1.5 — Network Services and Protocols Part II
- Exercise 1 — Identify Default HTTP Port
- Exercise 2 — Identify Default HTTPS Port
- Exercise 3 — Contrast TCP and UDP Protocols
- Exercise 4 — Use a Port Scanner
After completing this lab, we will be able to:
- Start packet capture of packets exchanged using HTTP protocol
- Create HTTP traffic by accessing a website
- Verify Port 80 for HTTP
- Capture HTTPS traffic using Wireshark
- Verify HTTPS uses port 443 by default
- Contrast TCP and UDP Protocols
- Use Advanced IP Scanner tool to collect system information
- Use Advanced IP Scanner tool to remotely manage systems
CompTIA Network+ Exam Objectives
N10–007 1.1 — Explain the purposes and uses of ports and protocols:
- HTTP 80
- HTTPS 443
N10–007 5.2 — Given a scenario, use the appropriate tool (Software Tools, Port Scanner)
What are we doing?
Part II of this lab consists of 4 exercises that first introduces us to packet capturing using a third party application called Wireshark, then guides us on how to block specific ports through Windows firewall, and finally introduces us to port scanning using a third party application called Advanced IP Scanner
Why would we want to do this?
Although the tools we used and learned in Part I of this lab are useful when troubleshooting our network, they can certainly feel limited when it comes to monitoring it. Third party applications like Wireshark and Advanced IP Scanner provide us with more advanced features that can provide us better insight when troubleshooting as well as provide excellent monitoring services.
Remember, this lab helps us better understand how we can better utilize the tools readily available for us to use, and often times it helps to increase our arsenal of skills when troubleshooting (and monitoring) our network.
Who would use this?
Personally, I feel everyone who uses a computer should be using these tools and shouldn’t be seen as an exclusive skill of IT hobbyists and professionals. These tools and processes are basic enough for a computer literate individual to grasp and understand. It’s important that a computer user learns how their computer is communicating and to whom, so they can better help with the troubleshooting process, if issues arise.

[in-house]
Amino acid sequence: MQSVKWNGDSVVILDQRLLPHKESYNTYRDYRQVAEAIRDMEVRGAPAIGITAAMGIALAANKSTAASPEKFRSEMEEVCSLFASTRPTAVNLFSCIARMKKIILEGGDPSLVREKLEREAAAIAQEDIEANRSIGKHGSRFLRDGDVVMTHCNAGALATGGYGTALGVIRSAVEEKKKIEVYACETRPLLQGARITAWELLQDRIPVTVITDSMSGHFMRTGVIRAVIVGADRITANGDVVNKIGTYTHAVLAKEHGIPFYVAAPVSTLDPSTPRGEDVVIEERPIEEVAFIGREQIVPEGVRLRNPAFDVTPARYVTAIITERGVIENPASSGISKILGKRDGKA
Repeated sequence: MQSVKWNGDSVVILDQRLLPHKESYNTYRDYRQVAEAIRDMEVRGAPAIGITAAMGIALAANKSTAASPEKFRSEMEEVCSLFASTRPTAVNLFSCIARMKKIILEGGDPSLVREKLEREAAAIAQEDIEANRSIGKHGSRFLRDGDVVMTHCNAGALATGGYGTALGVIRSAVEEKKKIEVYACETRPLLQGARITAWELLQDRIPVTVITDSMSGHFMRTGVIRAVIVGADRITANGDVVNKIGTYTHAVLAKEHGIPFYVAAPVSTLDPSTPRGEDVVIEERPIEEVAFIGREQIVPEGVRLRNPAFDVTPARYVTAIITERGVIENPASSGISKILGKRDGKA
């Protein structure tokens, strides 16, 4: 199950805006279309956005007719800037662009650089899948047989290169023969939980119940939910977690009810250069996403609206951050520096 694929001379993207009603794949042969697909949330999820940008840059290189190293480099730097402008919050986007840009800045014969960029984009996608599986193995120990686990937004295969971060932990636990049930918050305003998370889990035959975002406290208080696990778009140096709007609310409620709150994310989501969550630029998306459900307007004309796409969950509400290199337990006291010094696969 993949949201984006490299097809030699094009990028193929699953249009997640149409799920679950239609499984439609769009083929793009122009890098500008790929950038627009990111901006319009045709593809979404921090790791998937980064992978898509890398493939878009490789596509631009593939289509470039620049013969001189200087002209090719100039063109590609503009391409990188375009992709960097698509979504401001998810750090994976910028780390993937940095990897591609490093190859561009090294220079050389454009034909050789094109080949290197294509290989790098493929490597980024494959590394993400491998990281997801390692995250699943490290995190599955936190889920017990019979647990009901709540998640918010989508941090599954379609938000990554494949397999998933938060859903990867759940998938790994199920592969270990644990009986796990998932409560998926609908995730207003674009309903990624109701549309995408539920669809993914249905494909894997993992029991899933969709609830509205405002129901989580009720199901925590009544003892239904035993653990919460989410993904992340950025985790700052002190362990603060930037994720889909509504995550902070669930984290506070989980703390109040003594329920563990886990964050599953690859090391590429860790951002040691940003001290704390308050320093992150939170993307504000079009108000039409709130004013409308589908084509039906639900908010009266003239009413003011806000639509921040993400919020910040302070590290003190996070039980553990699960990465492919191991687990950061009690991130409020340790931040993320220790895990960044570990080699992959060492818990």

With the popularity of applications like Wireshark, I’m rather surprised companies like Microsoft and Apple haven’t come out with their own proprietary application already built into their OS that provides the same services. I’m not insinuating they should, I’m just curious to know why not — is it for the same reasons applications like Malwarebytes keep holding strong?
Identify Default HTTP Port
Know how to capture http packets using Wireshark
Task 1 — Start Packet Capture
In this task, we will launch Wireshark and start capturing packets exchanged using http
If not already, install Wireshark with wincap and USBcap installed, and open the Wireshark application
Step 1: In the toolbar at the top of the Wireshark window, go to Capture and click on Options.
We’ll go ahead and select the checkbox next to the Ethernet interface for this lab.
Step 2: Click the Start button to start capturing data.
Step 3: Now, let’s go on our web browser and connect to http://comptia.org so that we can monitor the http packet activity on Wireshark.
Task 1 Complete!
Task 2 — Identify Port 80 for HTTP
Step 1: While the packet capture is on-going, input http in the Filter text-box
Notice that one of the HTTP data packets on the listing is highlighted in blue. Details of the highlighted packet are listed in the lower pane on the capture window.
Notice that the Source port is a random port number used by our computer PLABSA01 since we’re connected to a remote web server, but the destination port is listed as 80 (http), since we connected to http://comptia.org (which listens to TCP port 80).
Note: The packets carrying this less complex form of data use port 80. However, as the website access becomes more detailed and complex (like background applications or graphics) packets will begin to prefer using port 8080.
Step 2: Click the stop capture icon — the red square — on the toolbar at the top. This stops the on-going data capture.
Now we know how to capture http packet information using Wireshark.
Exercise 1 Complete!
Identify Default HTTPS Port
Know how to start a new live packet capture using Wireshark
Task 1 — Restart Wireshark
Once data capture on Wireshark is stopped, it can be restarted to either continue capturing the same data stream or to start data capture on a new data stream.